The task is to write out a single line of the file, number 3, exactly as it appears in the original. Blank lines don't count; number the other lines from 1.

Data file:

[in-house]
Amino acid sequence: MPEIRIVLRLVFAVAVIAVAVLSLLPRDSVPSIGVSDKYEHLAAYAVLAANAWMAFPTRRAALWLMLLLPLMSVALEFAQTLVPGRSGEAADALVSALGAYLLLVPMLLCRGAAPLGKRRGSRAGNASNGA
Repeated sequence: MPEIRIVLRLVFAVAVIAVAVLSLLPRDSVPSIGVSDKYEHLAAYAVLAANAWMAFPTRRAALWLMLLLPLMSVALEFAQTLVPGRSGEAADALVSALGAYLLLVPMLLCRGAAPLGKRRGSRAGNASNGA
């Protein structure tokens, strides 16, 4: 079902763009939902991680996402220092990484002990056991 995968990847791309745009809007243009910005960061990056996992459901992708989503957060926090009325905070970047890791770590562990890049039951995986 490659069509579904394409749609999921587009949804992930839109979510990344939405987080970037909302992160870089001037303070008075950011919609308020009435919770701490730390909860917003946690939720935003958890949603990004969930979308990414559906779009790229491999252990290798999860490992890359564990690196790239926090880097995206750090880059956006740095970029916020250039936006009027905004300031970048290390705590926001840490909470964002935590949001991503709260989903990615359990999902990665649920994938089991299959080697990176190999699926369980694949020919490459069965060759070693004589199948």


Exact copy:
Repeated sequence: MPEIRIVLRLVFAVAVIAVAVLSLLPRDSVPSIGVSDKYEHLAAYAVLAANAWMAFPTRRAALWLMLLLPLMSVALEFAQTLVPGRSGEAADALVSALGAYLLLVPMLLCRGAAPLGKRRGSRAGNASNGA